User QuadFu/r3n33 created brackets and grills, fitting 30mm fans to the femur AX-18 Servos on their PhantomX Hexapod. Femur servos do tend to run hotter than the rest and this improvement can increase run time and servo longevity. They also look pretty sweet, and the Hexapod is very flashy. Definitely worth a look.
Archive for the ‘Misc’ Category
We’ve gotten some feedback, written some code, shored up some documentation and now we’re ready to release 50 more HR-OS1 Endoskeleton Beta kits into the wild! Pre-orders are available starting June 22th and will conclude when the 50 units are exhausted. Get them while they’re hot!
Watch this modified PhantomX Hexapod get brutalized by scientists, adapt, and get back up and moving in no time! This is an amazing example of clever programming allowing a robot to adapt like an animal. There is an obvious advantage in field use for robots with the ability to respond intelligently to injury, and this is a wonderful specimen to pay attention to.
The roboticists at UC Berkeley are really ramping up their game with a very clever robot named BRETT (Berkeley Robot for the Elimination of Tedious Tasks). BRETT has been challenged with the task of understanding and folding various bits of laundry. What seems like a very simple task is actually quite problematic from the viewpoint of a robot. The team at UC Berkeley have focused primarily on the tasks that robots are currently limited in their understanding of. It’s easy for a human to determine the difference between a towel and a sock in a pile of laundry, but that is a major stumbling block for a robot at this time. To fold a towel, it takes a human a couple seconds. We inherently understand that the material of the towel is not solid, it drapes and crumples up. A robot does not have the ability to sense these things, and has to jump through extra hoops to reach a workable understanding of the material. In this case, BRETT finds the corners of the towel, and solves an easier problem. This is still a time consuming process, taking between 11-20 minutes, assuming a sock didn’t throw off the reading. Very interesting work, and it is worthwhile to see the team pushing past the current limitations of robotics!
Real Robots Live is a project in its infancy, looking for input before launching their crowdfunding campaign. It would be awesome to see the Trossen Robotics Community take a creative opportunity and give some feedback on this project. User lewisRRL states:
Just wanted to make you all aware of a new project, and gather your ideas.
The project is called Real Robots Live and will make it possible to log onto a live robot over the internet and drive it around a remote arena.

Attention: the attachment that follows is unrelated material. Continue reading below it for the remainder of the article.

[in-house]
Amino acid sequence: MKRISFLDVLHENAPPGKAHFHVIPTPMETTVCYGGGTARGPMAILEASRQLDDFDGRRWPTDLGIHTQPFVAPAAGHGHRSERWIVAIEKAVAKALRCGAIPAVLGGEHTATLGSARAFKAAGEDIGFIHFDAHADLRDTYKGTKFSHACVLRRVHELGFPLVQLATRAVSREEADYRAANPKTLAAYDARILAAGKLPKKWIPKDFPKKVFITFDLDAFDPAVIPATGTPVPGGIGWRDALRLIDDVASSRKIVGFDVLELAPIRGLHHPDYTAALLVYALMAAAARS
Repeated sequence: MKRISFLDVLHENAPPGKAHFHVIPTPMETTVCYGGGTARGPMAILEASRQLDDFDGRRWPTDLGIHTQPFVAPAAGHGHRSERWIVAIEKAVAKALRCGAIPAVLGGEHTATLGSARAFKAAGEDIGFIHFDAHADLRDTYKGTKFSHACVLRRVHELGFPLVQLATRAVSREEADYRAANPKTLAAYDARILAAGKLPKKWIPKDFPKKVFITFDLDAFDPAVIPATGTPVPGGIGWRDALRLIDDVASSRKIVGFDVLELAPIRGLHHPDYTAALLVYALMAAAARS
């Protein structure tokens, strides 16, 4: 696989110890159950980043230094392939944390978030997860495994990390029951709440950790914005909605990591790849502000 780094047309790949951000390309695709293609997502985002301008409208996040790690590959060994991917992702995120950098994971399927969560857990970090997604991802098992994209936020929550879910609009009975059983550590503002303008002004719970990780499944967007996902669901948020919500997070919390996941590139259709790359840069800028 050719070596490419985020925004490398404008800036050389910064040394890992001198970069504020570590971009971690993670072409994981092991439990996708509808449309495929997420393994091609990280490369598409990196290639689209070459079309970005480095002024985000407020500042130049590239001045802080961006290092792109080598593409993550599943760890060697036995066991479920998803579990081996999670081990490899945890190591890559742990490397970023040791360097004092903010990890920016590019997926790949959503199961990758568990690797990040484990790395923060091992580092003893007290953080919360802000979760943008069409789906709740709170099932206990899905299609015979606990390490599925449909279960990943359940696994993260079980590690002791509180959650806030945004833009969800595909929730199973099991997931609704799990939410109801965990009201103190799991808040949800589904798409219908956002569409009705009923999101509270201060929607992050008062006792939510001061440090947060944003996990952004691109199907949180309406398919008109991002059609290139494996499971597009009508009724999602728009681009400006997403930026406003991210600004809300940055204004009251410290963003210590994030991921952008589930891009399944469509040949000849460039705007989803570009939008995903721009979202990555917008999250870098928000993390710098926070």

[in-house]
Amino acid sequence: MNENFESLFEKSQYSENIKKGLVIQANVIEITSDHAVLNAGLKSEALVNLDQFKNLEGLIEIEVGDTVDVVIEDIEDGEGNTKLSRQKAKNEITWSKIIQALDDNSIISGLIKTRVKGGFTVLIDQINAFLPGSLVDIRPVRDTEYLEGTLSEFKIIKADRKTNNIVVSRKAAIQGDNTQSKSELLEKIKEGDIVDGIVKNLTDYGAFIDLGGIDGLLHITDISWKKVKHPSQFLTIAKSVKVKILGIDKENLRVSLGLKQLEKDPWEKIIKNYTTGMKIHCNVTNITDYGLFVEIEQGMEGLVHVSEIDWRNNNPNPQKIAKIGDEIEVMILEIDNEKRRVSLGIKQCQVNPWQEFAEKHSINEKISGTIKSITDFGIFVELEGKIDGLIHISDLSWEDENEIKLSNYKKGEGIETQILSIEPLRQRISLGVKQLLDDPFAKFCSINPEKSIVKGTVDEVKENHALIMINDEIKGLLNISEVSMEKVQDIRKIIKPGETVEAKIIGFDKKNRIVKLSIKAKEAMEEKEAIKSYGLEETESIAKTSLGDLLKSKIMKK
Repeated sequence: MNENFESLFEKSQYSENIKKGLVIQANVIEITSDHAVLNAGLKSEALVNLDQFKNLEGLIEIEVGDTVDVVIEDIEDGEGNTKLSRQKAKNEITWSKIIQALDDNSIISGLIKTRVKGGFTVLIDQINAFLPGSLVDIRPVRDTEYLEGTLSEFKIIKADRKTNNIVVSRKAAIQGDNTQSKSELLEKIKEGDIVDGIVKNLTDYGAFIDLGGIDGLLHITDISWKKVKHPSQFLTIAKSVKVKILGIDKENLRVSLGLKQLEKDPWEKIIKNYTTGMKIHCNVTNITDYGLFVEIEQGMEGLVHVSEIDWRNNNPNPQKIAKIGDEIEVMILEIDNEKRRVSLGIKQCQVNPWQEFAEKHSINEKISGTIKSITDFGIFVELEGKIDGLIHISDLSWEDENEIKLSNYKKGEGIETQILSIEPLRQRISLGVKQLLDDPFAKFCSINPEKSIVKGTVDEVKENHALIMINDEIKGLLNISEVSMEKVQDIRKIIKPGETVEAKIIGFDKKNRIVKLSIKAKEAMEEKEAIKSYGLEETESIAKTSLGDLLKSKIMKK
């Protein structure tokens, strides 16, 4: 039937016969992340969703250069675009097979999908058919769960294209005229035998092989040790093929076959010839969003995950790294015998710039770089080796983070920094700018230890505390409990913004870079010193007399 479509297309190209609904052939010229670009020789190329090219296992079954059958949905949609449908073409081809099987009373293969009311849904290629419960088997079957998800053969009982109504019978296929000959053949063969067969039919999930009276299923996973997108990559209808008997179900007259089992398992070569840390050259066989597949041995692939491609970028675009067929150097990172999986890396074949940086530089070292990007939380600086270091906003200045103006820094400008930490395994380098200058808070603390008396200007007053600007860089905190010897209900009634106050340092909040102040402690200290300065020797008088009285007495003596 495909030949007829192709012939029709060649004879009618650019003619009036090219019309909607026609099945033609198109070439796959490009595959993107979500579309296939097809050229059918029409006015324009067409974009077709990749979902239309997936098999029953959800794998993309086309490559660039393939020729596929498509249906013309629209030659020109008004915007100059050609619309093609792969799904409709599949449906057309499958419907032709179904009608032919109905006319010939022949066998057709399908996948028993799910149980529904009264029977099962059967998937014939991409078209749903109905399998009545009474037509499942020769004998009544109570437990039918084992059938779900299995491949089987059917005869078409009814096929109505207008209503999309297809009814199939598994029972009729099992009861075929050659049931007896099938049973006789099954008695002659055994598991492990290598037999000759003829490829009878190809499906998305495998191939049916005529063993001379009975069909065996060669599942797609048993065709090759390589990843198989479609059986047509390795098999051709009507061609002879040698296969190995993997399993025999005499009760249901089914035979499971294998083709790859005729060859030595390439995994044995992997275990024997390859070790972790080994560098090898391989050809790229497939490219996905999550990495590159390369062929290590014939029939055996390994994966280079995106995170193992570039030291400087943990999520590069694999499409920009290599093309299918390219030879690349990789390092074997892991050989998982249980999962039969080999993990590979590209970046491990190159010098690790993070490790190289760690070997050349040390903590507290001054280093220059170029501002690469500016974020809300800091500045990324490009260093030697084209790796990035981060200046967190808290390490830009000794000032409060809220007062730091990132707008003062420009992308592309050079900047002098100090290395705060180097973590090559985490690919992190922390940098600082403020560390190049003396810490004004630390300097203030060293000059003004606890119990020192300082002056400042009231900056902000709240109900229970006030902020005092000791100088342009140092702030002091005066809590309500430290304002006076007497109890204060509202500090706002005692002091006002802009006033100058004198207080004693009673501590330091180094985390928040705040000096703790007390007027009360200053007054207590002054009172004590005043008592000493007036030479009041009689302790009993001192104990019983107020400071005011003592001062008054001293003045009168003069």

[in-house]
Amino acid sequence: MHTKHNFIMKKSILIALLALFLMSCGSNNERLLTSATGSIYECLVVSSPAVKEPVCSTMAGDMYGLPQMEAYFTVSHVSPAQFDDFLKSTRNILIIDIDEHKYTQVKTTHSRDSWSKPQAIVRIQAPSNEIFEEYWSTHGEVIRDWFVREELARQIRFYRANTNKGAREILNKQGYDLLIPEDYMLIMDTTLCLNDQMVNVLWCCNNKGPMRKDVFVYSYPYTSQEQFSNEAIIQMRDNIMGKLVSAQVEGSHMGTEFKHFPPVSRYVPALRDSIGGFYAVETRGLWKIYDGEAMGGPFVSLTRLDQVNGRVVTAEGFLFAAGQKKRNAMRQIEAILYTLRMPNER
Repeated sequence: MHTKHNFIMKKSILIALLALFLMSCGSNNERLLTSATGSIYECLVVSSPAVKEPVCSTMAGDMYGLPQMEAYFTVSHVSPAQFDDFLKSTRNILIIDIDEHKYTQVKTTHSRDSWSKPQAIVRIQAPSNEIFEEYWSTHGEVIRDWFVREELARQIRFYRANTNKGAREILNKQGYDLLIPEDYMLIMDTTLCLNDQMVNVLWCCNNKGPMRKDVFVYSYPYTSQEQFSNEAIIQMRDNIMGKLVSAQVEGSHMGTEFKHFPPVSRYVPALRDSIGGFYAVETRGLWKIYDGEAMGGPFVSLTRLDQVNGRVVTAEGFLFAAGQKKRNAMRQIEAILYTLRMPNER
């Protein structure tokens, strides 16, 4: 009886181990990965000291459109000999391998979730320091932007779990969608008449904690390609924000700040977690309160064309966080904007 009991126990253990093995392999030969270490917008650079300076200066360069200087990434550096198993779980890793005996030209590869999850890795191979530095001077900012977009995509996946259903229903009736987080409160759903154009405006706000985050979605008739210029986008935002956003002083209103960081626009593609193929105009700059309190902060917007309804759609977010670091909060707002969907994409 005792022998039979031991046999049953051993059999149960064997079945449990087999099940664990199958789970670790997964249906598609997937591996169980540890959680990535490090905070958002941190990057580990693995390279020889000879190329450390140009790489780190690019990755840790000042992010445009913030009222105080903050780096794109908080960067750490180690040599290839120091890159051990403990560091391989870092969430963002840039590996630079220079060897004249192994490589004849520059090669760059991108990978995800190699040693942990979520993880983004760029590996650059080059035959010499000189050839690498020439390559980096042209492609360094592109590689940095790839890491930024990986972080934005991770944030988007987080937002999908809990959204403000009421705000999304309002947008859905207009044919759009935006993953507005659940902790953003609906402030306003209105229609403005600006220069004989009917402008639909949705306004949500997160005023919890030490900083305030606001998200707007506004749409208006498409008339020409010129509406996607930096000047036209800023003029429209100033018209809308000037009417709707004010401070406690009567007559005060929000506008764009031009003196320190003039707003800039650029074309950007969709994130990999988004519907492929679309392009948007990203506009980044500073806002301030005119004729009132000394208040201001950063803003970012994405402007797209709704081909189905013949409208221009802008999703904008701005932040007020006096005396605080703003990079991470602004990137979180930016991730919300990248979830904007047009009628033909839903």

You’ll have full control over the robot via the software and will be able to see the camera images that stream from the robot’s perspective. It’s a high res, low latency feed on the robots and around the arena.
Lots of these robots will be playing in the same arena – a real life online multiplayer game!
We want robots to be able to construct structures, destroy them using weapons and interact with the arena (opening doors,etc.).
Once online, we want to setup RealRobotsLiveTV so everyone can watch live events.
This is a call for ideas. This is a game with the real world as it’s engine. What would you like to see in this?
In 2-3 months we are aiming to crowdfund the project.
If you’d like to put your two cents in the hat, join the discussion!
Samsung ARTIK is a series of Arduino compatible boards, similar to Intel Edison in its stated goals, but with an end-to-end support system that should keep your projects rolling through the learning curve. There are 3 boards, all of them with tiny footprints, low power consumption, and features aplenty. If you’re interested in getting onboard early, consider applying for their Alpha Developer Program. Application deadline is May 31st.
Trossen Robotics is backing CHIP – The World’s First Nine Dollar Computer, for its potential to increase the accessibility of smart, powerful robotics projects to students and roboticists of all ages and levels of expertise. This kickstarter broke a million dollars in the first few days, with a goal of only 50k! The C.H.I.P. is a small form factor, single board computer, much like the Raspberry Pi. It is similarly featured, but diverges in a few important aspects. It has onboard storage of 4GB, built-in WiFi and Bluetooth communications, and a smaller footprint, afforded by the optional VGA and HDMI adapters. There are 23 days left to back this project, so strike while the iron is hot!
Disney’s Beachbot, designed at ETH Zurich’s Autonomous Systems Lab, is a seemingly simple robot turtle that combs impressively large images into damp sand. They claim to want to make large scale images on the earth at the scale of the Nazca lines! Imagine what you could create with a RobotGeek Rover!
We will be at the Chicago Northside Mini Maker Faire, Saturday, May 2, 2015. This will be our third time attending, and we’re pumped to show off all that we’ve been up to in the last year. We love inspiring people young and old to pursue an interest in robotics. It’s also pretty sweet that we were featured in a Meet the Maker post on front page of the Mini Maker Faire website. We hope to see you there!